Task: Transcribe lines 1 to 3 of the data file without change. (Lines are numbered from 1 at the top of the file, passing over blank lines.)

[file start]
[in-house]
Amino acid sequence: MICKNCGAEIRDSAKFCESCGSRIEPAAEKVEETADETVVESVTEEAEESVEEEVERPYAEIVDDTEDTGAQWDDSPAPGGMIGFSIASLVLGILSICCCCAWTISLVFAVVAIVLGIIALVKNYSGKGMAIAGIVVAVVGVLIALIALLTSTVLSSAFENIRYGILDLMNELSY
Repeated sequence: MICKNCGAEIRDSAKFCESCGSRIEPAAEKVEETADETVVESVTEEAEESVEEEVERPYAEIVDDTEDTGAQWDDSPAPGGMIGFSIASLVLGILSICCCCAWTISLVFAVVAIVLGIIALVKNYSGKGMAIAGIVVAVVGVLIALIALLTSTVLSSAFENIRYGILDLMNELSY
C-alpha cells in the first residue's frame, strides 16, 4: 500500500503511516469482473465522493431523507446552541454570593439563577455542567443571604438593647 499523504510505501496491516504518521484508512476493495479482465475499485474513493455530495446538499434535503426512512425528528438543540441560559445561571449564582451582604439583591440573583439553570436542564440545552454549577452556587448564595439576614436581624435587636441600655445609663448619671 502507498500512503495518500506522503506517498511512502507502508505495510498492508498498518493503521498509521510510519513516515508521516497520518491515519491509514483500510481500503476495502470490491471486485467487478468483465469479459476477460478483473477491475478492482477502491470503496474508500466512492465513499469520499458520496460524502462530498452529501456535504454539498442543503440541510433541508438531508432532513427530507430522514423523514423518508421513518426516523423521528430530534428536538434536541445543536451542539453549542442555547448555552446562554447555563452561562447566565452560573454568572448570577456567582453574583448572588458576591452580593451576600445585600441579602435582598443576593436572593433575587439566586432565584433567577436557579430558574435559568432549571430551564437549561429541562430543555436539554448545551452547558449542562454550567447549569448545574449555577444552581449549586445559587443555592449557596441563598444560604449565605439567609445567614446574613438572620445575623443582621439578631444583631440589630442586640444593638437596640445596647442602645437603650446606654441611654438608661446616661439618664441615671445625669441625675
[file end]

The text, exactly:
[in-house]
Amino acid sequence: MICKNCGAEIRDSAKFCESCGSRIEPAAEKVEETADETVVESVTEEAEESVEEEVERPYAEIVDDTEDTGAQWDDSPAPGGMIGFSIASLVLGILSICCCCAWTISLVFAVVAIVLGIIALVKNYSGKGMAIAGIVVAVVGVLIALIALLTSTVLSSAFENIRYGILDLMNELSY
Repeated sequence: MICKNCGAEIRDSAKFCESCGSRIEPAAEKVEETADETVVESVTEEAEESVEEEVERPYAEIVDDTEDTGAQWDDSPAPGGMIGFSIASLVLGILSICCCCAWTISLVFAVVAIVLGIIALVKNYSGKGMAIAGIVVAVVGVLIALIALLTSTVLSSAFENIRYGILDLMNELSY